At Mount Othrys he finds out how wrong he was. For weeks afterwards, he wakes up screaming in terror, dreaming that he is under that rock again and this time, there is no Hazel, no escape. He dreams about everyone they lost, about the burning lake and the screaming demigods falling into the water, about the blood pouring over Gwen's face, half-eaten by a telkhine, before Reyna restored her with nectar and a hymn to Apollo, and the fear that she would not make it. It makes sense: why would she survive when everyone else in the world was either dead or going to be? He dreams of that dragon that they fight and how they are not even concerned with being careful, because they are going to die anyway, so what difference does it make? The least they can do is take it with them. Maybe it is that neglect for their own safety that helps them kill it, after all.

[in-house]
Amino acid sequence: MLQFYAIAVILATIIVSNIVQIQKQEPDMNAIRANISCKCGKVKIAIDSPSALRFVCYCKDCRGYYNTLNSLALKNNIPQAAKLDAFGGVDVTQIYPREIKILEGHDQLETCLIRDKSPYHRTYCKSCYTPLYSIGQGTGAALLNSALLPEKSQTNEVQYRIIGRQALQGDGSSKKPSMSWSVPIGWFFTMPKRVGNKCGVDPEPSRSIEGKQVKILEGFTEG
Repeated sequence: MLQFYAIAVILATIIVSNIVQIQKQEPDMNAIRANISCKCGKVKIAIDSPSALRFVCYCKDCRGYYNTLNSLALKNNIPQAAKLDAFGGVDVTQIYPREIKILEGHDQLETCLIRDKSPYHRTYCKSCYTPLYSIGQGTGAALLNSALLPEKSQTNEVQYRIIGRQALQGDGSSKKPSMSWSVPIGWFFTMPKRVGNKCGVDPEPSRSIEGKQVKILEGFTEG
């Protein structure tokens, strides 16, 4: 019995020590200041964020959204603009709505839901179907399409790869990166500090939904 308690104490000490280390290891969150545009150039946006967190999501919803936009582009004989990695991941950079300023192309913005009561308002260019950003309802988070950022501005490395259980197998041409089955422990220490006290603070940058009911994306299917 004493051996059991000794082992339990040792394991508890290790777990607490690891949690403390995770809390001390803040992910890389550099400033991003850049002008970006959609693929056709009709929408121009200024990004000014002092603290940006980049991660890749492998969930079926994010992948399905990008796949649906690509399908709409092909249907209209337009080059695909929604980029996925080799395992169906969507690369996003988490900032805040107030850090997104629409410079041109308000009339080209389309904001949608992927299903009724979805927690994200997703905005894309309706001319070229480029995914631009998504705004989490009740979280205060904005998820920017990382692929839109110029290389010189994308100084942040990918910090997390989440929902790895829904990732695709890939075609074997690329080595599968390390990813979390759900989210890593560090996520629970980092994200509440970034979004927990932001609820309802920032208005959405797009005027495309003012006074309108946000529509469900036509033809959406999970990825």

When it's daytime, though, when he's with Gwen, he can think about the positives. The falling palaces of black marble as he watches with Gwen's hand in his and her head against his shoulder, her relief mingling with his. The end of the threat. That brilliant smile of hers, a smile that he hasn't seen in ages. The first time he smoothes an auburn curl away from her face and she flinches – she hates it when he touches her scar, but he strokes it and kisses it, making her smile. She finds the imprint of the set of teeth embedded in her skin ugly and disgusting. He sees it as a mark of honour.

And still, and still... Sometimes, he thinks of the insidious glistening line that separates being spared from being rejected. Sometimes, he thinks of the ancient practices in Rome and Greece that the people chosen for sacrifice should be both fearless and physically flawless, and wonders whether the Fates who have decided to cut the thread of life for Mark, Jerry and so many others have not decided that he wasn't good enough.

He is Bobby Ringling. He is a son of Mercury and he no longer jokes.